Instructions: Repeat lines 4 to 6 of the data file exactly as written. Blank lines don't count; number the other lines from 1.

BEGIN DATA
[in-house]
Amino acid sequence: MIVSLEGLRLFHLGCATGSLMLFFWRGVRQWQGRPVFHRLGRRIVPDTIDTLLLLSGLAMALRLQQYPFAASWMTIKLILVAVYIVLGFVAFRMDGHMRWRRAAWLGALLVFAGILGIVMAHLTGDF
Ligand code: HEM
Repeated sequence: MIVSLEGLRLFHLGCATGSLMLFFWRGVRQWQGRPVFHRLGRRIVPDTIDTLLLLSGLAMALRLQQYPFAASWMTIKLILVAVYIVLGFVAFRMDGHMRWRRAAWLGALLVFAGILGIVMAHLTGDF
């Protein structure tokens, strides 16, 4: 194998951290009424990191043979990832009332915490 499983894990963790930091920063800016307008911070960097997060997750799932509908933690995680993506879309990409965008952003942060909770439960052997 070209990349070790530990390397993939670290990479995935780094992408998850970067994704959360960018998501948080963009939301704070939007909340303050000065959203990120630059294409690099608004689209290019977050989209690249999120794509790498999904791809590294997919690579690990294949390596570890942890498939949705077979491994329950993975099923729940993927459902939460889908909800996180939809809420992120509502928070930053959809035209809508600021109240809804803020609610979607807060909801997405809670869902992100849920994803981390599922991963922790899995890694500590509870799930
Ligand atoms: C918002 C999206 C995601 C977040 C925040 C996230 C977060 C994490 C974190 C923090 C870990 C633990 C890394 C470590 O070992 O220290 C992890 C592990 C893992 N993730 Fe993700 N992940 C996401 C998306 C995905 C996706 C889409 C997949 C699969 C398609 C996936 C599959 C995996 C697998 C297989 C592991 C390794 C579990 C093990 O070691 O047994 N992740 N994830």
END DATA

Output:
Repeated sequence: MIVSLEGLRLFHLGCATGSLMLFFWRGVRQWQGRPVFHRLGRRIVPDTIDTLLLLSGLAMALRLQQYPFAASWMTIKLILVAVYIVLGFVAFRMDGHMRWRRAAWLGALLVFAGILGIVMAHLTGDF
């Protein structure tokens, strides 16, 4: 194998951290009424990191043979990832009332915490 499983894990963790930091920063800016307008911070960097997060997750799932509908933690995680993506879309990409965008952003942060909770439960052997 070209990349070790530990390397993939670290990479995935780094992408998850970067994704959360960018998501948080963009939301704070939007909340303050000065959203990120630059294409690099608004689209290019977050989209690249999120794509790498999904791809590294997919690579690990294949390596570890942890498939949705077979491994329950993975099923729940993927459902939460889908909800996180939809809420992120509502928070930053959809035209809508600021109240809804803020609610979607807060909801997405809670869902992100849920994803981390599922991963922790899995890694500590509870799930
Ligand atoms: C918002 C999206 C995601 C977040 C925040 C996230 C977060 C994490 C974190 C923090 C870990 C633990 C890394 C470590 O070992 O220290 C992890 C592990 C893992 N993730 Fe993700 N992940 C996401 C998306 C995905 C996706 C889409 C997949 C699969 C398609 C996936 C599959 C995996 C697998 C297989 C592991 C390794 C579990 C093990 O070691 O047994 N992740 N994830």